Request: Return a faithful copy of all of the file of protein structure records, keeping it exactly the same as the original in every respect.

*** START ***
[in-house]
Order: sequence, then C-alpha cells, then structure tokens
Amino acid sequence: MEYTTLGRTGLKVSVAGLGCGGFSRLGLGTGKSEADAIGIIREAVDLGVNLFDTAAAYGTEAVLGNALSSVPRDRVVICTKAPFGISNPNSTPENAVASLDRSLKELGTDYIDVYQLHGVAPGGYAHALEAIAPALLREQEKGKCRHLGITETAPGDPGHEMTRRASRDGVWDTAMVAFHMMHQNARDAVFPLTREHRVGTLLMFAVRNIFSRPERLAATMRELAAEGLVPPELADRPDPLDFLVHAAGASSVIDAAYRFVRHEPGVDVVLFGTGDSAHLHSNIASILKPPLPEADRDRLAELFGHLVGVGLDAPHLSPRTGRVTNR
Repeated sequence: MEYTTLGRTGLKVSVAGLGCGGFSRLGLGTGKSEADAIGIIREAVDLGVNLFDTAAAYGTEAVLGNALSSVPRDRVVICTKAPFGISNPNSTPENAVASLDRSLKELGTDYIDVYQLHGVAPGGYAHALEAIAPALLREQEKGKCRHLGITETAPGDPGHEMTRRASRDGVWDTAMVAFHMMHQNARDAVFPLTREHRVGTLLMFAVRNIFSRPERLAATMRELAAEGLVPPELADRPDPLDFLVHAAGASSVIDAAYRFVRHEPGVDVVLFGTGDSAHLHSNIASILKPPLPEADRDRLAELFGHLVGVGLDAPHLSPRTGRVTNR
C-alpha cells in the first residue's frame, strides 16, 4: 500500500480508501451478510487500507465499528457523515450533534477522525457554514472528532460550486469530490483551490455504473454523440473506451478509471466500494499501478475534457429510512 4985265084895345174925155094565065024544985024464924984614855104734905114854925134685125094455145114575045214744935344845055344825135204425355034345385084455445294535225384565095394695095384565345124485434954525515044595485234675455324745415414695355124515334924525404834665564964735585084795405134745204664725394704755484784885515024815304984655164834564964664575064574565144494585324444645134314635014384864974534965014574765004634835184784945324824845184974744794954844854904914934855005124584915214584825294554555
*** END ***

[in-house]
Order: sequence, then C-alpha cells, then structure tokens
Amino acid sequence: MEYTTLGRTGLKVSVAGLGCGGFSRLGLGTGKSEADAIGIIREAVDLGVNLFDTAAAYGTEAVLGNALSSVPRDRVVICTKAPFGISNPNSTPENAVASLDRSLKELGTDYIDVYQLHGVAPGGYAHALEAIAPALLREQEKGKCRHLGITETAPGDPGHEMTRRASRDGVWDTAMVAFHMMHQNARDAVFPLTREHRVGTLLMFAVRNIFSRPERLAATMRELAAEGLVPPELADRPDPLDFLVHAAGASSVIDAAYRFVRHEPGVDVVLFGTGDSAHLHSNIASILKPPLPEADRDRLAELFGHLVGVGLDAPHLSPRTGRVTNR
Repeated sequence: MEYTTLGRTGLKVSVAGLGCGGFSRLGLGTGKSEADAIGIIREAVDLGVNLFDTAAAYGTEAVLGNALSSVPRDRVVICTKAPFGISNPNSTPENAVASLDRSLKELGTDYIDVYQLHGVAPGGYAHALEAIAPALLREQEKGKCRHLGITETAPGDPGHEMTRRASRDGVWDTAMVAFHMMHQNARDAVFPLTREHRVGTLLMFAVRNIFSRPERLAATMRELAAEGLVPPELADRPDPLDFLVHAAGASSVIDAAYRFVRHEPGVDVVLFGTGDSAHLHSNIASILKPPLPEADRDRLAELFGHLVGVGLDAPHLSPRTGRVTNR
C-alpha cells in the first residue's frame, strides 16, 4: 500500500480508501451478510487500507465499528457523515450533534477522525457554514472528532460550486469530490483551490455504473454523440473506451478509471466500494499501478475534457429510512 4985265084895345174925155094565065024544985024464924984614855104734905114854925134685125094455145114575045214744935344845055344825135204425355034345385084455445294535225384565095394695095384565345124485434954525515044595485234675455324745415414695355124515334924525404834665564964735585084795405134745204664725394704755484784885515024815304984655164834564964664575064574565144494585324444645134314635014384864974534965014574765004634835184784945324824845184974744794954844854904914934855005124584915214584825294554555